Is the Social Enterprise Bubble About to Burst?
Thursday, February 2, 2012
Over the past two months, GOOD has profiled organizations in Africa using market solutions to solve water and sanitation challenges, improve agriculture, and promote public health. Social enterprises like these are transforming development work, and social entrepreneurs are being hailed as rock stars.
But social enterprise isn’t the first trend to hit the development sector. From women’s empowerment to “sustainability” to microfinance, the aid community has moved through its stash of silver bullets. What makes social enterprise any different?
We decided to ask some of Africa’s social entrepreneurs what they think is driving the hype, where the sector is going, and what advice they have for those just starting off.
Andrew Youn, founder of One Acre Fund, East Africa
Sharon Chang, founder of Yoxi TV, U.S.A.
Ashley Murray, founder and CEO of Waste Enterprisers, Ltd., Ghana
Timothy Wade, COO of Waste Enterprisers, Ltd., Ghana
Chid Liberty, CEO of Liberty and Justice, Liberia
Tzameret Fuerst, CEO of Circ MedTech, Ltd., maker of PrePex, U.S.A.
Peter Gross, business development manager-Africa, MicroEnsure,Africa and Asia
GOOD: Why do you think social enterprise has become so popular recently?
TIMOTHY WADE: [It’s the] economic downturn and disenchantment. People are looking for a new place to use funds and the traditional “safe” instruments have proved to be less than secure. Idealistic college graduates have a very bad taste in their mouths because large corporations and government corruption are being blamed for the near collapse of the capitalist system… College grads and MBAs in increasing numbers believe that they can and should use business to change the world while making a decent profit.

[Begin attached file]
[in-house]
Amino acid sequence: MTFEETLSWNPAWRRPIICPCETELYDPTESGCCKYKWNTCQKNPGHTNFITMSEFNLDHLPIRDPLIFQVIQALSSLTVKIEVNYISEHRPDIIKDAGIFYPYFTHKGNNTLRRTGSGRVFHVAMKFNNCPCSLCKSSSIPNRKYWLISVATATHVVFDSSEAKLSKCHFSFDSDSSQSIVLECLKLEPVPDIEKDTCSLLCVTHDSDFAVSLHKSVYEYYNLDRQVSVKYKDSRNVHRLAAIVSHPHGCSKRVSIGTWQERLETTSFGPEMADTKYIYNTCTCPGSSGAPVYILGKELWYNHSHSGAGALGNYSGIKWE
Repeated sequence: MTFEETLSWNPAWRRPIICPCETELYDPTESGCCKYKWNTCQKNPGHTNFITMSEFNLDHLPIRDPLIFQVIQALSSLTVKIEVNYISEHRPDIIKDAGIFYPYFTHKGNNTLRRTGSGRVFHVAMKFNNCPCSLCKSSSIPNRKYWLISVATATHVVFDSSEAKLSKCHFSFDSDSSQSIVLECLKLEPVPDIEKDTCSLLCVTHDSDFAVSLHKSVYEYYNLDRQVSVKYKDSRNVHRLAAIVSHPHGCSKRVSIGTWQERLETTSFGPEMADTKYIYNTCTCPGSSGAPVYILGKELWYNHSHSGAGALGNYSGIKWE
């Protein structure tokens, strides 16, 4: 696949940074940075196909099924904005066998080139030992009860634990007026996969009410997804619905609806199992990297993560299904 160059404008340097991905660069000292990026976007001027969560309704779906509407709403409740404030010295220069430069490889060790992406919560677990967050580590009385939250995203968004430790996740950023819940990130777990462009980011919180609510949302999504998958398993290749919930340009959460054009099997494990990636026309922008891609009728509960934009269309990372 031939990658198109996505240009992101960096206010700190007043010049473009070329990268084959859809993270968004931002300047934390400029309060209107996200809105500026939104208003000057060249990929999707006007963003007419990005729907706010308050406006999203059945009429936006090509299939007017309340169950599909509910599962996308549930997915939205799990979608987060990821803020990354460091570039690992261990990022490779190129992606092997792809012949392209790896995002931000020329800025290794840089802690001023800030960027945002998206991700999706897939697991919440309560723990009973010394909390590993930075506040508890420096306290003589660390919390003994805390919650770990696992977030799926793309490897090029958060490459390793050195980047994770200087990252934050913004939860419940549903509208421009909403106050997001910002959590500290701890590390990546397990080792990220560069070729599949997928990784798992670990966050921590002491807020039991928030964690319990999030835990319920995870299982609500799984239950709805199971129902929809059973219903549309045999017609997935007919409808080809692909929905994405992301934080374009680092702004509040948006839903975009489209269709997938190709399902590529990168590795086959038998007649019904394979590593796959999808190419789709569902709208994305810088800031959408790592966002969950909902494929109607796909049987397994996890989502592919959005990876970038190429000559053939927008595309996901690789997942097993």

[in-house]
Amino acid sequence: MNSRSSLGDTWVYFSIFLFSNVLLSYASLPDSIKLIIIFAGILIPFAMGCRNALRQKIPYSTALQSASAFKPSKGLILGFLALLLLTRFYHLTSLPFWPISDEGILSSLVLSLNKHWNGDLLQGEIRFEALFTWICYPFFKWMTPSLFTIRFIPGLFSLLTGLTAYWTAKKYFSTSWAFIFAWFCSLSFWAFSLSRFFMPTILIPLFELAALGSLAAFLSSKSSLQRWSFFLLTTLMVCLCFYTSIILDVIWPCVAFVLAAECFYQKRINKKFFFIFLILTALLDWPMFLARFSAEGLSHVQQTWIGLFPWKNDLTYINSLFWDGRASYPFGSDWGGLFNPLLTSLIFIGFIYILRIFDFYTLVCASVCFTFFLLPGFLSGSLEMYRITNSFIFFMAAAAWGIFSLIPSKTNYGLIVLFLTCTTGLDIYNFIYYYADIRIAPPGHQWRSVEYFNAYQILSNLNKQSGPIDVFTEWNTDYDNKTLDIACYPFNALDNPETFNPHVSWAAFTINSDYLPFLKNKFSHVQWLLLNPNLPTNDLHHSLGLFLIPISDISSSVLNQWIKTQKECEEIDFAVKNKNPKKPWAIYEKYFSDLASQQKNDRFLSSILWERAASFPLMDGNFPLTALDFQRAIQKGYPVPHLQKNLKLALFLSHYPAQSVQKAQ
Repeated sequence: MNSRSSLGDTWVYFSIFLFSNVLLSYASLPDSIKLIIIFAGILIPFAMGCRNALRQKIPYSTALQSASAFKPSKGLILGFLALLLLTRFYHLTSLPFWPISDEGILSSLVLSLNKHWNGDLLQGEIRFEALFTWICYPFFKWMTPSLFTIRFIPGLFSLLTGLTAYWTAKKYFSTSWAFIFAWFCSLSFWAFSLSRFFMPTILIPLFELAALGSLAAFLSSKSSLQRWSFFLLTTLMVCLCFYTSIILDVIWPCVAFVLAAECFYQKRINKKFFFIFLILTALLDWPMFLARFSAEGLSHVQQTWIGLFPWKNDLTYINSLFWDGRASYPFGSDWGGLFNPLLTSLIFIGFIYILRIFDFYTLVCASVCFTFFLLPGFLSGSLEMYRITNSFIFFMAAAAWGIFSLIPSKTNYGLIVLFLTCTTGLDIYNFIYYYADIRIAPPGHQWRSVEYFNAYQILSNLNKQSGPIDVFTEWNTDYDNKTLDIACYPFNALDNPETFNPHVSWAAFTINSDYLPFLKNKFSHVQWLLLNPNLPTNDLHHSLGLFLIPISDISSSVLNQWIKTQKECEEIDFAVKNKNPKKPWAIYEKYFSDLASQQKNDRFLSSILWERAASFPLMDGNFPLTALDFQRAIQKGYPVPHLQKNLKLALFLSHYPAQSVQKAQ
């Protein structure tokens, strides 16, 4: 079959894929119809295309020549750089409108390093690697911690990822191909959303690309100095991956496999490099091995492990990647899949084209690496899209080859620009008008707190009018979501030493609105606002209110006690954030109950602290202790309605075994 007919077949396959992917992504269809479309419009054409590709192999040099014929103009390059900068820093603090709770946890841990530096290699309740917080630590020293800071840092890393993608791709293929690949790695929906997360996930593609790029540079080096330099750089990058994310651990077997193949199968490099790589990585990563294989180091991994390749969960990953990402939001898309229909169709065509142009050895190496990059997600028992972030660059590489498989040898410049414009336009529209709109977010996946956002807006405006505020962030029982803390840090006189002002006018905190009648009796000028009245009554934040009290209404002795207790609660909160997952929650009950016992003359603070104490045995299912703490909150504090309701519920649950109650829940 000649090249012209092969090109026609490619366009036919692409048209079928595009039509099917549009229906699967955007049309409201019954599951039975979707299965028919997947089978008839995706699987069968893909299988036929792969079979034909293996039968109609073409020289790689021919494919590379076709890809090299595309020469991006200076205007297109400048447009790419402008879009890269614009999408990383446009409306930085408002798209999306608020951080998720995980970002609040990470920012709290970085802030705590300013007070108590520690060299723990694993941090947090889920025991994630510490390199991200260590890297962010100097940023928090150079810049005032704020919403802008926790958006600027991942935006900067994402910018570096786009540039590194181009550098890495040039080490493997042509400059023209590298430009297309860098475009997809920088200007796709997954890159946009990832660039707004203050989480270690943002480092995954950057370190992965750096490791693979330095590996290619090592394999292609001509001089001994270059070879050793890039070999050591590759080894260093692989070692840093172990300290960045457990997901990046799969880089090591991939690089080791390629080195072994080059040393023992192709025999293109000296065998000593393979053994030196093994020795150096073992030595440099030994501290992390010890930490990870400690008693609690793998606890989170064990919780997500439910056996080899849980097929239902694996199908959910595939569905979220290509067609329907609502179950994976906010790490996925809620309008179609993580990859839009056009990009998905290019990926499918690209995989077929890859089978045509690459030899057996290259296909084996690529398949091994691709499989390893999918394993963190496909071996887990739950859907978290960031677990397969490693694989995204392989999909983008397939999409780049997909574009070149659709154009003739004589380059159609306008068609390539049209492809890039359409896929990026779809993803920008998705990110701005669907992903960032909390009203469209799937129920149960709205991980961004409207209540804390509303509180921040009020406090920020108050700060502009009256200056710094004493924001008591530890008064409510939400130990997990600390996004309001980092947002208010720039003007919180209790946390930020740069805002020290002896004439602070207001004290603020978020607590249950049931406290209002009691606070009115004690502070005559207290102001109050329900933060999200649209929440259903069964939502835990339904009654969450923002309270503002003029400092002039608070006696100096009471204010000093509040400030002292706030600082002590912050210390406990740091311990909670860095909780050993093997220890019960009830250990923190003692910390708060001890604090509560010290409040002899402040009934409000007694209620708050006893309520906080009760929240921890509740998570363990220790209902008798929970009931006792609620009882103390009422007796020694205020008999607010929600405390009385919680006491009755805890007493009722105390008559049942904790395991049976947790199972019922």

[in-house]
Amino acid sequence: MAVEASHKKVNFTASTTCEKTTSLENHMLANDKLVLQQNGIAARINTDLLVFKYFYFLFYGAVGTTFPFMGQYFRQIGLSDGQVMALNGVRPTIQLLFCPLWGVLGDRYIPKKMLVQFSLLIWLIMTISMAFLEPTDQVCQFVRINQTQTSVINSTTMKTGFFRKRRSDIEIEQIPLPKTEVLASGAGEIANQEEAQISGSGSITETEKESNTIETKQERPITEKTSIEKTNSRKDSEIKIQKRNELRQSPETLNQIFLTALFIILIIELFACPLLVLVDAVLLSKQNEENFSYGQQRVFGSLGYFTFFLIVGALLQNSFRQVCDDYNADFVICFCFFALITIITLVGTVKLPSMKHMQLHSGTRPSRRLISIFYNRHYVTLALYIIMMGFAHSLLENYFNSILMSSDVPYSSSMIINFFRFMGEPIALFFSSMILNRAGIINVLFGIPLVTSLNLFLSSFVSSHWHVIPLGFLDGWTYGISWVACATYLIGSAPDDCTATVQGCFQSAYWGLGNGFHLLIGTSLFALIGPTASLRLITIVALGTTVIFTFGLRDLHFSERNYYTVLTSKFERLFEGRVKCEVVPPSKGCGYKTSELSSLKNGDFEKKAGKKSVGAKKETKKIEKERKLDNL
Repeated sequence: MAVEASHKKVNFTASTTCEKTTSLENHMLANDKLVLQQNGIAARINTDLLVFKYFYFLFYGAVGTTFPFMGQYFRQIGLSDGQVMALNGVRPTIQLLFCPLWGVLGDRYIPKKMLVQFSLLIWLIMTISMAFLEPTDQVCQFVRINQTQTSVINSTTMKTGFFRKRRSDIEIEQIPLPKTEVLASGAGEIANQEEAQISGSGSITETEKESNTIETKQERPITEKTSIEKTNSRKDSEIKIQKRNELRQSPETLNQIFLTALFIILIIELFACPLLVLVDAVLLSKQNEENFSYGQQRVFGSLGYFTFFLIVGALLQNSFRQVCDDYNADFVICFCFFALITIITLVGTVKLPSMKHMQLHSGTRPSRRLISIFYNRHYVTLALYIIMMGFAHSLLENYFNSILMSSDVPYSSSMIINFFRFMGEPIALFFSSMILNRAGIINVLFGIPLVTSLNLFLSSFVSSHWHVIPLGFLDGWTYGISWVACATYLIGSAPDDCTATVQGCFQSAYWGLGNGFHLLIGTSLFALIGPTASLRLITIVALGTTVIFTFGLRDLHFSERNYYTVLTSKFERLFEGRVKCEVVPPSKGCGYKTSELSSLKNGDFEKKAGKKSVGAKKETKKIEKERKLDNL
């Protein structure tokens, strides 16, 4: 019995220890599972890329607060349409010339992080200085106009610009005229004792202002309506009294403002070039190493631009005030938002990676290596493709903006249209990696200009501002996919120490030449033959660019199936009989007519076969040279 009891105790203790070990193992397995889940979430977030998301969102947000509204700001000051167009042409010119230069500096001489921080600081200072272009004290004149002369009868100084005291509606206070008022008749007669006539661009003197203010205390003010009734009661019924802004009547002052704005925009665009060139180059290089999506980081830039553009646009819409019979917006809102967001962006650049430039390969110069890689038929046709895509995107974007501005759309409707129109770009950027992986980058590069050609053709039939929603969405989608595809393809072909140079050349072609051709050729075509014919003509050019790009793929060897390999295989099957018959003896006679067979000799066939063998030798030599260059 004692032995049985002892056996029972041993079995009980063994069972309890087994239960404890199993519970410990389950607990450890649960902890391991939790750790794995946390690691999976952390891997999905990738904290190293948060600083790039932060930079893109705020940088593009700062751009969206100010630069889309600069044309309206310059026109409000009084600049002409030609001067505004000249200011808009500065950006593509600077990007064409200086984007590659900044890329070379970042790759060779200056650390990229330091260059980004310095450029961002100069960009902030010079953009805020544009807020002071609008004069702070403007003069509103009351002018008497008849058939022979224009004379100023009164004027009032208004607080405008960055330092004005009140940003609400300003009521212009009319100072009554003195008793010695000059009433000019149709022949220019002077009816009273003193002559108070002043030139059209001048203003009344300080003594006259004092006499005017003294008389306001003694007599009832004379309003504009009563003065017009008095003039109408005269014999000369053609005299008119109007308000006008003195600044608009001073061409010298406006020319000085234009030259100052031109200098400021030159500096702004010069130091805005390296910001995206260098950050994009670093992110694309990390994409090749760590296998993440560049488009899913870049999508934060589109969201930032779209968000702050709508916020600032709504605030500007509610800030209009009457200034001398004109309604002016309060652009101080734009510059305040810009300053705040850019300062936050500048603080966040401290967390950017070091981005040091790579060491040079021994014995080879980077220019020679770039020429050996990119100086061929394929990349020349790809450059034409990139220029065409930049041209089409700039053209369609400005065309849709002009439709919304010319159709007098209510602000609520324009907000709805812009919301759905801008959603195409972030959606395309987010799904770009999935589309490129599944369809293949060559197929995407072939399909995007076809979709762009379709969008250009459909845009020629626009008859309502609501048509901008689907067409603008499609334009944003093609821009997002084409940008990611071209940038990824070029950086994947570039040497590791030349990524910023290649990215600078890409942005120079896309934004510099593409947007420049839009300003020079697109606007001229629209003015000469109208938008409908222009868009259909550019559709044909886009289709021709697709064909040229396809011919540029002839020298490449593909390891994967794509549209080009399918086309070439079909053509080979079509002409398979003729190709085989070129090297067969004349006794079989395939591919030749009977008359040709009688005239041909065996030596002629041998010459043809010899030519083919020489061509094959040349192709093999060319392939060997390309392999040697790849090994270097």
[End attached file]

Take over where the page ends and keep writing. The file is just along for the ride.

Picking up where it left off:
PETER GROSS: On the one side, development workers have watched a few mobile phone companies bring more development to the average African in the last 10 years than aid accomplished in the previous 50 years. On the other side, there are business people who have lived through two boom and bust cycles in the West in the last 10 years—dotcom, then housing—and are realizing that the classical motive of short-term profit maximization can be destructive… A final contributor is the breakdown of the idea that aid is good and business is bad. Social enterprise tries to combine the best development and business ideas, and that combination resonates with a lot of today’s global leaders.
ASHLEY MURRAY: NGOs and aid agencies are increasingly subject to critique for being slow, ineffective, or out of touch with their client’s needs or preferences. On the other hand, social enterprise allows for having a social objective … while still being subject to market forces. If your idea, your management team, or your execution sucks, you’re out of business.
CHID LIBERTY: I think everyone feels good about providing opportunities for people who live on less than $2 a day or doing something to help conserve our environment, so it’s just a bonus to do that while making money. It’s a really cool concept.